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How do you keep your hoses and troughs from freezing??

Discussion in 'Horse Health' started by montyxk, Oct 24, 2010.

  1. tlwidener

    tlwidener Senior Member

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    We go out and break ice a couple times a day. There is no way to heat water tanks for cattle that are out on pasture 20 miles from electricity around here. There are solar heaters, but they're pricey.

    Just try to time your ice breaking right. Also try to make the horse empty the tank. Don't leave the horse without water, but also don't put 100 gallons in the tank, knowing the horse will only drink 10.

    I used to go out morning and night with an axe and pitchfork to break ice. Be sure to scoop the ice chunks out of the tank or they'll refreeze. Pitch the chunks away from the tank.

    Sometimes a piece of foam thrown into the tank will leave a hole for stock to drink.
     
  2. jmjarabians

    jmjarabians Senior Member+

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    Extension cord with tank heater. They make 200' cords. Last year my whole water line froze SEVEN FEET underground! Now, THAT's cold. I had no water to my barn or my cabin. Only my house had water and we had to bucket it from the house to the barn.
     
  3. Circle C

    Circle C Senior Member

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    I had to do that last year. Thought the water line to the barn froze, but the spicket was malfunctioning.. thank god :rolleyez:

    I went a LONG time w/out water to my barn... I DO NOT like to carry water from the house now that I DO have it lol
     
  4. jmjarabians

    jmjarabians Senior Member+

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    We have a John Deere Gator so we just filled buckets and drove it slowly down there. It's like I dunno, 100 ft maybe from the house. Not far.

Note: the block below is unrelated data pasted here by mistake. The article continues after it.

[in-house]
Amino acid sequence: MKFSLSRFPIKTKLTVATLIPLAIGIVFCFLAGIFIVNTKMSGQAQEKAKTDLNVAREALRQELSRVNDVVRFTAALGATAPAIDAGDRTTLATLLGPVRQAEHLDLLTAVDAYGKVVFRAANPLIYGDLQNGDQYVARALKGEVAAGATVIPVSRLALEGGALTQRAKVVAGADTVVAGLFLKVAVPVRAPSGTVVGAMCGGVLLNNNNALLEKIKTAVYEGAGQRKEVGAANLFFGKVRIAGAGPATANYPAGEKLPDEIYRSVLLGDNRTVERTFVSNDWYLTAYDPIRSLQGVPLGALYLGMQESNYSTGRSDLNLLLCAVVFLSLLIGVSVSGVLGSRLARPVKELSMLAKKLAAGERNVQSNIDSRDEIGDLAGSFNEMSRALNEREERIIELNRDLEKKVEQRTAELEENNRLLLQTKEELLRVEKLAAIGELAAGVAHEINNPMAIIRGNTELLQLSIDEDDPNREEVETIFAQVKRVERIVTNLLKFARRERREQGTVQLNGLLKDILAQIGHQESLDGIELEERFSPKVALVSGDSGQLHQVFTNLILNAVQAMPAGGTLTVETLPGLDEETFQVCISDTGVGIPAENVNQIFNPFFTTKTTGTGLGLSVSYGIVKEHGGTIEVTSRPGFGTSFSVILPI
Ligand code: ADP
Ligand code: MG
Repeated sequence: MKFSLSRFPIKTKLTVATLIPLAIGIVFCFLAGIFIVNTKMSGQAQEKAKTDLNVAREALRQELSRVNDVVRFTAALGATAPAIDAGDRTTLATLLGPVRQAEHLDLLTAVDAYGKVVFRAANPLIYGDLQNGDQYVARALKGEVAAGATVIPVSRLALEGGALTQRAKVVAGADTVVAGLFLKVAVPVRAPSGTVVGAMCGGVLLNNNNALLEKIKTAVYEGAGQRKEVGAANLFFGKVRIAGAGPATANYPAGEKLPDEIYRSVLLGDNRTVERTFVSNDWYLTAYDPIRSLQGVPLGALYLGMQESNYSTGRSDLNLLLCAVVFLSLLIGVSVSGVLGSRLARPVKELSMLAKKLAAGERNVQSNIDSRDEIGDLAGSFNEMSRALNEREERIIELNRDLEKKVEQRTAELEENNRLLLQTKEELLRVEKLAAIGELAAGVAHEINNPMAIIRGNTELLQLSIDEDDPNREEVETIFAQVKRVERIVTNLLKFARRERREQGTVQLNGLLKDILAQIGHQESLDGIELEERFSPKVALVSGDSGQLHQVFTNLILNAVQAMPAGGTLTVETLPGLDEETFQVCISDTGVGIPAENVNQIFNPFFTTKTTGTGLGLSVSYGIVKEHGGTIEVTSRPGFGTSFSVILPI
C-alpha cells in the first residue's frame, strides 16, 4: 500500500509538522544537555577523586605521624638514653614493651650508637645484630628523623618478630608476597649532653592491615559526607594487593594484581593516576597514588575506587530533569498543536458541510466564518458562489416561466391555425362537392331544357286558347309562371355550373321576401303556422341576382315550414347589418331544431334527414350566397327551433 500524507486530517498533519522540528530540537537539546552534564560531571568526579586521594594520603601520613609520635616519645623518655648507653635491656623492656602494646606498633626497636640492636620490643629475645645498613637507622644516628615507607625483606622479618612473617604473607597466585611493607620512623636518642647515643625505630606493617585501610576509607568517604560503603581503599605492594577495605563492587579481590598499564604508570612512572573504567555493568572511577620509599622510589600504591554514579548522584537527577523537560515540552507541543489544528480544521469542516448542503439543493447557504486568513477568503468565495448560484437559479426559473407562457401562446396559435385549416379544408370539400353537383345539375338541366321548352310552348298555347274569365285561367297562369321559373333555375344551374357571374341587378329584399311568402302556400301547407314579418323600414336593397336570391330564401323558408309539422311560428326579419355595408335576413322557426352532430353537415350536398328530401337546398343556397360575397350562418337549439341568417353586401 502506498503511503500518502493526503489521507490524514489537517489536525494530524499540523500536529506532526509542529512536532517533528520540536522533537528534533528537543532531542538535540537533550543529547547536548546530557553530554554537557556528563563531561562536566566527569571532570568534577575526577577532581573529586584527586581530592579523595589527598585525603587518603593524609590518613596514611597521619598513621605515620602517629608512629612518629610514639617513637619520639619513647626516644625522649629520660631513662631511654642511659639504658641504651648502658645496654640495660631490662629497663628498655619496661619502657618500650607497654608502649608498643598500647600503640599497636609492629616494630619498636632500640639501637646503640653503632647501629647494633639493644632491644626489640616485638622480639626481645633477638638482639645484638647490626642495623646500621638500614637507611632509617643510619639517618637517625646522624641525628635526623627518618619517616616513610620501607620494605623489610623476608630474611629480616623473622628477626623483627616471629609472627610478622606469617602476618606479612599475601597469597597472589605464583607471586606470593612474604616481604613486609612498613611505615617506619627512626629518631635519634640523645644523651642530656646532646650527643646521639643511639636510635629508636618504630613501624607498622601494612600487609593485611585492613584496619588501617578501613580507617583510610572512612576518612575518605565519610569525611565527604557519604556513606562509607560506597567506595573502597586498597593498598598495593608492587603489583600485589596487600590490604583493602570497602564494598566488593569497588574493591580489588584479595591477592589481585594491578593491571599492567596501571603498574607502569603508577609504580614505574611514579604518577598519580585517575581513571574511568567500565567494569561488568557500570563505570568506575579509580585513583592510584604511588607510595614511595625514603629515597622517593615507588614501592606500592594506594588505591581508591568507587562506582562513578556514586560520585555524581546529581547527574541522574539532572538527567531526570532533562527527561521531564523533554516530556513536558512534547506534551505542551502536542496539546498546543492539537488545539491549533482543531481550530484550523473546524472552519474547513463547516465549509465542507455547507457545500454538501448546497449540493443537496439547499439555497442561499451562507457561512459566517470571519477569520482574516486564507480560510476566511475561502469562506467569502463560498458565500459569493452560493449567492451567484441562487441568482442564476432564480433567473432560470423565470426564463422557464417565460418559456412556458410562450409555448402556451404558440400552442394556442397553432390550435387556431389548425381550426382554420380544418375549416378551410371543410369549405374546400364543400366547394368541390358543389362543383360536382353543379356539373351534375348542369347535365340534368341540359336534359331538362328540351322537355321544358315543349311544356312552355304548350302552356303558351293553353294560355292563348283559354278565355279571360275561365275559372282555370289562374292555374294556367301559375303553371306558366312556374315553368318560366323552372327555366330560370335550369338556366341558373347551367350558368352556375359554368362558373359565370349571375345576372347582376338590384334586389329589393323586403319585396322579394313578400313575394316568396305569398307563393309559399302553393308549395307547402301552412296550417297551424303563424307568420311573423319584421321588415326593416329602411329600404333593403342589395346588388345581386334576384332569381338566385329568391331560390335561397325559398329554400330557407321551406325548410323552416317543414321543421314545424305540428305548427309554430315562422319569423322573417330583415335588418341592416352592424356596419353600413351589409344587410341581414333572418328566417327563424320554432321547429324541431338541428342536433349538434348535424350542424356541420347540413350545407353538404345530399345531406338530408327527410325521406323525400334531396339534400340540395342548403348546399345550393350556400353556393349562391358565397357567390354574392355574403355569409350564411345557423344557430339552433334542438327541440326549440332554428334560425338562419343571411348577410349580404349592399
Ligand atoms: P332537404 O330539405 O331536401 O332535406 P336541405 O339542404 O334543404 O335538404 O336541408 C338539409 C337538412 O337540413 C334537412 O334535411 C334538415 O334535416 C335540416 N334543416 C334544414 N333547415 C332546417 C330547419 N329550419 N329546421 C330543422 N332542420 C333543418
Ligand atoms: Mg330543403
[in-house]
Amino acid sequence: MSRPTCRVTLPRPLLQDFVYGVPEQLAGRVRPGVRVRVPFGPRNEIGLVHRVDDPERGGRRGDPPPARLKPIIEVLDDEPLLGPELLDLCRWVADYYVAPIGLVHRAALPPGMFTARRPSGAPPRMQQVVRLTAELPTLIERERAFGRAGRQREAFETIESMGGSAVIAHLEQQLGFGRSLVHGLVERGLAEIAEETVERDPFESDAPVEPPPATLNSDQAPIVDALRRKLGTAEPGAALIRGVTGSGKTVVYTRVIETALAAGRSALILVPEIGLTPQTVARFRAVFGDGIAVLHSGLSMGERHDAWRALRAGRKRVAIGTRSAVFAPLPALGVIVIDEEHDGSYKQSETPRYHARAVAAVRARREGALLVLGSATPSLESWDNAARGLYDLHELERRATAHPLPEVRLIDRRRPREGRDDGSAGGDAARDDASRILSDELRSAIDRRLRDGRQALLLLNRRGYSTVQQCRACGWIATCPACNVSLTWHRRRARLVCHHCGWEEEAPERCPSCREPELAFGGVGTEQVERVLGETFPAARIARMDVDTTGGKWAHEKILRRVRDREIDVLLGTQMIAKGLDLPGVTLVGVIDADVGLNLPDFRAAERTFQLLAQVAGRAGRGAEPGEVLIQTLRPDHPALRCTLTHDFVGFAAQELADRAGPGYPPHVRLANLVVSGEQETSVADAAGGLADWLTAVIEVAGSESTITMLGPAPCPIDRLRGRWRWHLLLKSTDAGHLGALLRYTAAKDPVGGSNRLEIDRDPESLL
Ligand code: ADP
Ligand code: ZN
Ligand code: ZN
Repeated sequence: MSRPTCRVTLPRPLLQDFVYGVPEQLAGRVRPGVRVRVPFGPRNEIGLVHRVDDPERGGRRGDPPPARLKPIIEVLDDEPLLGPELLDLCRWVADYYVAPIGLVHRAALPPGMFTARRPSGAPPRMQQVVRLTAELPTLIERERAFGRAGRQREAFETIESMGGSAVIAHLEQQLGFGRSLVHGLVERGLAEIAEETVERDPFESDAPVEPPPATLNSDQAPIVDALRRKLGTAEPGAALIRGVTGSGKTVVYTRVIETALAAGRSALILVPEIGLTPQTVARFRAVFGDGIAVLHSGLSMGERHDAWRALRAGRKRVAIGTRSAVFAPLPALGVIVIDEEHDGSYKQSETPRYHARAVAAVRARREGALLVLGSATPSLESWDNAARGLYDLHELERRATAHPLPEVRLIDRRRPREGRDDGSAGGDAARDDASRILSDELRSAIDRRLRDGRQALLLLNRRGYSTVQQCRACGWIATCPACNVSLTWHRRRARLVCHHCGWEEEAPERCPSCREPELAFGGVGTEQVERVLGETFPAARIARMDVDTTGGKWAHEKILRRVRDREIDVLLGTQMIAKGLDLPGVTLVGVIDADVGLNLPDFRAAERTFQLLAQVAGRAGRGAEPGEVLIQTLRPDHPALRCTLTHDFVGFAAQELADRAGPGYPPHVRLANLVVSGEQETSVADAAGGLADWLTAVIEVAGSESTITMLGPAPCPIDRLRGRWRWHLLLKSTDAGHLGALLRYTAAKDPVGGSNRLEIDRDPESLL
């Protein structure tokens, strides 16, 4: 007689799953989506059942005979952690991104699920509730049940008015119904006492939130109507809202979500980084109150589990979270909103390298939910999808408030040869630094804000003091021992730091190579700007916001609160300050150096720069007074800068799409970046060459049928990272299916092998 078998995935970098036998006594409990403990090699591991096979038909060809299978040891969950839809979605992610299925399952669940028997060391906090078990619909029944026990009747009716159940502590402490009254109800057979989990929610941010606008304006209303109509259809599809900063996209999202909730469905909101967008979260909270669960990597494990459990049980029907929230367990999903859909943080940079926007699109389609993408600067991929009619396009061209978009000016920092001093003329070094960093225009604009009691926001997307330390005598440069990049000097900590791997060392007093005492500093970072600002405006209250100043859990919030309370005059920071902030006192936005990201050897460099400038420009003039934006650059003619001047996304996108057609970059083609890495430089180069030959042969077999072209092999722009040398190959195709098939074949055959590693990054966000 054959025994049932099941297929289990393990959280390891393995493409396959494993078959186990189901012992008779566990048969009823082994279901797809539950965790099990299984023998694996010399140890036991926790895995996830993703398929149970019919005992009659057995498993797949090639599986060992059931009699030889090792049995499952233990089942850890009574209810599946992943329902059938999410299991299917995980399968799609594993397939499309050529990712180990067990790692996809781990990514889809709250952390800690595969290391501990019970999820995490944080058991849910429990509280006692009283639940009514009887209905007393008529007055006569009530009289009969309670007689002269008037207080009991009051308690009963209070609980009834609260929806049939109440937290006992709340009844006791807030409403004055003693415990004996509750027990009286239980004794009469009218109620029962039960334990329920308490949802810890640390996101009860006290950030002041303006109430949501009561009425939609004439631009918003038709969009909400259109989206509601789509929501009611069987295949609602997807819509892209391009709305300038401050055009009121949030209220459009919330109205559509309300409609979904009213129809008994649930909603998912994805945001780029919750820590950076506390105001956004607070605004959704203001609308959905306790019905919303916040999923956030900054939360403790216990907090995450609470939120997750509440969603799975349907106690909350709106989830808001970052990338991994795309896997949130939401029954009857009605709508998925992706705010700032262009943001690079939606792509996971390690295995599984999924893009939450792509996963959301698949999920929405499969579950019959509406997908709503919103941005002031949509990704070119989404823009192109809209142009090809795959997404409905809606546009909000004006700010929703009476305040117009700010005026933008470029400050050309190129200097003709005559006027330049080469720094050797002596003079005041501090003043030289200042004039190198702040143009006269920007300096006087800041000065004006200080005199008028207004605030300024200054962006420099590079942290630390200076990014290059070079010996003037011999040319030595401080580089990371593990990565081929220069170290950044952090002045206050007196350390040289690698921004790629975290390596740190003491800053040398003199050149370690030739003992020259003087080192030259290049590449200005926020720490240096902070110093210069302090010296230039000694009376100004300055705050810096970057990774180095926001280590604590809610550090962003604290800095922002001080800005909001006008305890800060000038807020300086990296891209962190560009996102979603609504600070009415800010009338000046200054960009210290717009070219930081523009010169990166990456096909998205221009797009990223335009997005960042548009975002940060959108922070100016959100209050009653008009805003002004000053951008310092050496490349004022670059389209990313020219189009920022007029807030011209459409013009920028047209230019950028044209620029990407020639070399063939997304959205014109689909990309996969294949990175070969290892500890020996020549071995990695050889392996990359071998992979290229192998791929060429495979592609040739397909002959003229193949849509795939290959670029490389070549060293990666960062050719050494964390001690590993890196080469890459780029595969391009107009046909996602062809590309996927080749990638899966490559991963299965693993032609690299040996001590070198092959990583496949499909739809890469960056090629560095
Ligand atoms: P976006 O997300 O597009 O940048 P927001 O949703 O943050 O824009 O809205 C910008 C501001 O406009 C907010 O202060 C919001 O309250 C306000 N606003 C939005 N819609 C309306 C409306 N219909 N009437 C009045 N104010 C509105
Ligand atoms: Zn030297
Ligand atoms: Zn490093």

5. Purpledomino

    Purpledomino Senior Member+

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    I wouldn't rely on breaking ice regularly because water that is cold enough to freeze usually isn't well accepted by alot of horses. If it is too cold some horses won't drink enough, especially at a time when they are on a dry forage (hay) and they require water so essentially.

    In our area my vet has mentioned to me that when the weather gets cold enough to freeze water sources, and before people start preparing for winter by plugging in stock heaters, he has more colic calls. I know my horses don't like sticking their noses in ice cold water even if it isn't frozen.

    I would recommend a stock heater and extension cord, that's really the only way to guarantee water at a temp that all horses will readily drink. (unless you have an underground automatic system)
     
  6. tlwidener

    tlwidener Senior Member

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    True, but sometimes there is no other way. I use heaters when I can, but break ice when I have to :)
     
  7. trish12

    trish12 Senior Member+

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    Yeah I catch my mare eating the snow and not drinking the fresh water...I always wondered WHY she did that....even eats the ice I bust OUT of the trough she will eat that instead of drinking the water.... :rolleyes:
     
  8. montyxk

    montyxk Senior Member

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    Yeah its not that bad here, but my spigots froze a couple of times last year and I had to haul buckets. But the horses were right behind the house then. We bought the neighboring parcel with a barn and moved the horses there last month but now I don't have them close enough to think about hauling buckets. Hope my spigots don't freeze this year!
     
  9. montyxk

    montyxk Senior Member

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    I had a tank heater in the trough last year when the horses were closer to the house. I just worry about running a cord 200 feet. I'll go to Home Depot and check out what they have. It would be running over grass and through my riding arena to get to the barn too so I am not sure about that. I try and drain the hose and roll it up but it still seems to freeze, or the spigot freezes. So I end up hauling buckets anyway. Someone needs to invent a cheap cure for this problem and they would become very wealthy!
     
  10. Abberlaze

    Abberlaze Senior Member

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    Yep!

    My all-time favorite road trip last year was to Northern MN, we stopped at a HUGE set of 3 waterfalls that were frozen solid. Coming from further south where we're lucky to have small ponds freeze, it was AWESOME!

    Check it out: http://www.google.com/imgres?imgurl...62ZEk&esq=1&page=1&ndsp=12&ved=1t:429,r:3,s:0

    And I have no advice about the water trough issue... we always put a heater in ours. You could put some electrolytes in the trough too in order to lower the freezing point (but that could get expensive!)
     

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